San Diego County removed from state Watch List; schools could reopen Sept. 1
Last updated 8/18/2020 at 4:36pm
SAN DIEGO (CNS) - San Diego County has officially been removed from the state's COVID-19 monitoring list, a county official confirmed shortly after noon Tuesday, Aug. 18, setting in motion a 14-day countdown that could see K-12 students back in the classroom as soon as Sept. 1, depending on the guidance of individual school districts.
The announcement follows six straight days of San Diego County public health officials reporting a case rate of fewer than 100 positive COVID-19 tests per 100,000 people.
Gov. Gavin Newsom said Monday that it was "very likely'' the county would come off the state's monitoring list by Tuesday.
The move's effect on businesses was unclear. The county was expecting some guidance from the state in that area later Tuesday.
The county will be placed back on the list should it be flagged for exceeding any one of six different metrics for three consecutive days. Those metrics are the case rate, the percentage of positive tests, the average number of tests a county is able to perform daily, changes in the number of hospitalized patients and the percentage of ventilators and intensive care beds available.
County health officials reported 202 new positive cases and seven deaths from the illness Tuesday, raising the region's totals to 35,162 cases and 633 deaths.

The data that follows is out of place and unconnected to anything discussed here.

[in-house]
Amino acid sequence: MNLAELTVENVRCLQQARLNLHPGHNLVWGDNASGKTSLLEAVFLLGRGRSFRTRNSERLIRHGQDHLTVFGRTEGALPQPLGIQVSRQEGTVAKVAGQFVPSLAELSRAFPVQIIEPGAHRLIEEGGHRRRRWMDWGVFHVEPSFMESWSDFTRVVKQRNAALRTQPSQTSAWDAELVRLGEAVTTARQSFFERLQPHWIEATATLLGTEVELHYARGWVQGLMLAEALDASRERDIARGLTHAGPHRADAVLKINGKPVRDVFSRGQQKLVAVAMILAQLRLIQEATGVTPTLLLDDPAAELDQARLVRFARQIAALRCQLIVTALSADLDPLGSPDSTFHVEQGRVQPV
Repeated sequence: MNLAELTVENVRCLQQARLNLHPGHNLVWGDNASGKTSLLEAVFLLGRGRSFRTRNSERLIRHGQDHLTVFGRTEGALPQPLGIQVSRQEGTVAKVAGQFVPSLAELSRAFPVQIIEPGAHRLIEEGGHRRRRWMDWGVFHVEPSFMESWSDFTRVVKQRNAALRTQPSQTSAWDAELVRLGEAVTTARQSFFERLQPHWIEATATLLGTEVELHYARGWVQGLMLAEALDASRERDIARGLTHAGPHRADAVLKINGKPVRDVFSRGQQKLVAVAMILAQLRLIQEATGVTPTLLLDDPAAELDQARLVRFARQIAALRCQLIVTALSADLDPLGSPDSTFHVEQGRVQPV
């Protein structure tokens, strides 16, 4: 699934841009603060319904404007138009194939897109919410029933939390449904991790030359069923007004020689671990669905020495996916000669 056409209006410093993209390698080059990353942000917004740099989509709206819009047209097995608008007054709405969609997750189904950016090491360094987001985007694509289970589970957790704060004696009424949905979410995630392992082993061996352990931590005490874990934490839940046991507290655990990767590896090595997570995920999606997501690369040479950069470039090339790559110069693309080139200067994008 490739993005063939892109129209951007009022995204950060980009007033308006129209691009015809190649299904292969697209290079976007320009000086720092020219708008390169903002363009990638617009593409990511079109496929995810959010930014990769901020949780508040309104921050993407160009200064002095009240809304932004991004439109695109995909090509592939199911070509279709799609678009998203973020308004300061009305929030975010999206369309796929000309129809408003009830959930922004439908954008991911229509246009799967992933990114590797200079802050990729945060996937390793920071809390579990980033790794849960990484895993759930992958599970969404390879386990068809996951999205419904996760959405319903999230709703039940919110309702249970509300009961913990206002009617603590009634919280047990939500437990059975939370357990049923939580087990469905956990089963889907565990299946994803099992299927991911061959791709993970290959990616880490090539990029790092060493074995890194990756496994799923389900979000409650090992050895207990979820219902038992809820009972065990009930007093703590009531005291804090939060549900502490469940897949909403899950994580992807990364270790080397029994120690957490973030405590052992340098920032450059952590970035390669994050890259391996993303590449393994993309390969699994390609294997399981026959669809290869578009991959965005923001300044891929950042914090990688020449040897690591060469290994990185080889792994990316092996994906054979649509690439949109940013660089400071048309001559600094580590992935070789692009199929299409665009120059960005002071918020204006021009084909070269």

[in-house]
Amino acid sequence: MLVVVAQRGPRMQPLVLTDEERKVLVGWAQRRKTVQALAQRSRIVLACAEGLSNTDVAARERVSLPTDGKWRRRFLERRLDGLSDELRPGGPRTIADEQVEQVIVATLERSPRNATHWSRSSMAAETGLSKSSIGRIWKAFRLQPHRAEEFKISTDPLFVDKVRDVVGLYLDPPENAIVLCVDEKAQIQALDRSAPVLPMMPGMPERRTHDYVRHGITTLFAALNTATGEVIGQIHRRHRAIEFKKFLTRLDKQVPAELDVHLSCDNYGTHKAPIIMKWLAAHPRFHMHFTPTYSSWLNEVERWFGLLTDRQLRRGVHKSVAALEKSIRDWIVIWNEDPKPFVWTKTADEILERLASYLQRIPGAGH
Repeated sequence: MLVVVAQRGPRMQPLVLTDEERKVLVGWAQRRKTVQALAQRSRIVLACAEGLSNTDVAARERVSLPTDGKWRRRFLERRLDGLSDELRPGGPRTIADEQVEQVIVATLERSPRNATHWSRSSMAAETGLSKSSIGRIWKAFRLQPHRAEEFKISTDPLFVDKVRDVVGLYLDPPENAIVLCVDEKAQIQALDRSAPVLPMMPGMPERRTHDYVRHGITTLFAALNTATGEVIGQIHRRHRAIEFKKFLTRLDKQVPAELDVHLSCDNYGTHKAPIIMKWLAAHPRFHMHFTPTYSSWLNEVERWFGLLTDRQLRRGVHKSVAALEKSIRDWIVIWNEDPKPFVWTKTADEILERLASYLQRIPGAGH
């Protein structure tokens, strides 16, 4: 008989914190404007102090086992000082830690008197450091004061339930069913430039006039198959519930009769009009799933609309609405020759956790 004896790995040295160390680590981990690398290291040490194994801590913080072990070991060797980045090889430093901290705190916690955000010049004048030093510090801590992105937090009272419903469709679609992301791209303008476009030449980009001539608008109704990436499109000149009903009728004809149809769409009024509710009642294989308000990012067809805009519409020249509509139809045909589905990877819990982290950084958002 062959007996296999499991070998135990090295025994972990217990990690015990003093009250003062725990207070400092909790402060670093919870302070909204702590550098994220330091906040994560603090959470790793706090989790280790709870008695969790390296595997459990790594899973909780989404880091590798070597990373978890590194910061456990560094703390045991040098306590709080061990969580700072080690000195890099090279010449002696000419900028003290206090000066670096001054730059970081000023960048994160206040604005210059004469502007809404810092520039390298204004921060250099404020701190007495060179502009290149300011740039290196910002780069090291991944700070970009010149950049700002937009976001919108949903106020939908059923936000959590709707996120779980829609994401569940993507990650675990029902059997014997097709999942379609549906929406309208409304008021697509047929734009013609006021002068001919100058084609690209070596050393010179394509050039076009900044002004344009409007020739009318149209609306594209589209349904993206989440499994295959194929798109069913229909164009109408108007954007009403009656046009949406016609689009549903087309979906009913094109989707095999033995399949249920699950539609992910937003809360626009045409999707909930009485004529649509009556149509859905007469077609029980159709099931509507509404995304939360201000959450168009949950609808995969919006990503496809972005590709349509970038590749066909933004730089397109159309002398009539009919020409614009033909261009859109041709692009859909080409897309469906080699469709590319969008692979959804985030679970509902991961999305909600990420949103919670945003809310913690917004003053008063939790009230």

Locally, Bonsall has recorded 38 cases, Pala 59 and Fallbrook 385.
Two women and five men died between Aug. 14-16 and they ranged in age from their early 60s to early 90s.
Of the 5,584 tests reported Tuesday, 4% returned positive, lowering the 14-day rolling average to 4.1%, well below the state's 8% guideline. The 7-day rolling average of tests is 7,878 daily.
Of the total positive cases in the county, 2,890 -- or 8.2% -- have required hospitalization since the pandemic began, and 719 -- or 2% -- were admitted to an intensive care unit.
San Diego Mayor Kevin Faulconer announced Tuesday that the city would begin allowing gyms, fitness businesses and places of worship to operate in city parks beginning Monday.
``There is no city better than San Diego to take advantage of the fact that COVID-19 has a harder time spreading outdoors. Using parks as part of our pandemic relief response will help the mental health and physical health of thousands of San Diegans,'' Faulconer said.
The county reported a rate of 89.9 positive cases per 100,000 people, along with 282 new positive cases Monday, raising the region's total to 34,960
cases. No new deaths were reported and the total number of deaths remains at 626.
``Once we come off the state monitoring list, we must keep the vigilance we've been showing,'' County Supervisor Nathan Fletcher said Monday. ``This is not a finish line but a mid-point in a marathon.''
Of the 6,377 tests reported Monday, 4% returned positive, maintaining the 14-day positive testing rate at 4.3%, well below the state's target of 8% or fewer. The 7-day rolling average of tests is 7,890 daily.
Of the total positive cases in the county, 2,868 -- or 8.2% -- have required hospitalization since the pandemic began, and 716 -- or 2% -- were admitted to an intensive care unit. Just 271 people are hospitalized from COVID-19 in San Diego County, and 97 are in intensive care, a dramatic drop-off from even a week ago.
Latinos are still disproportionately impacted by COVID-19, with that ethnic group representing 62% of all hospitalizations and 45.7% of all deaths due to the illness. Latinos make up about 35% of San Diego County's population.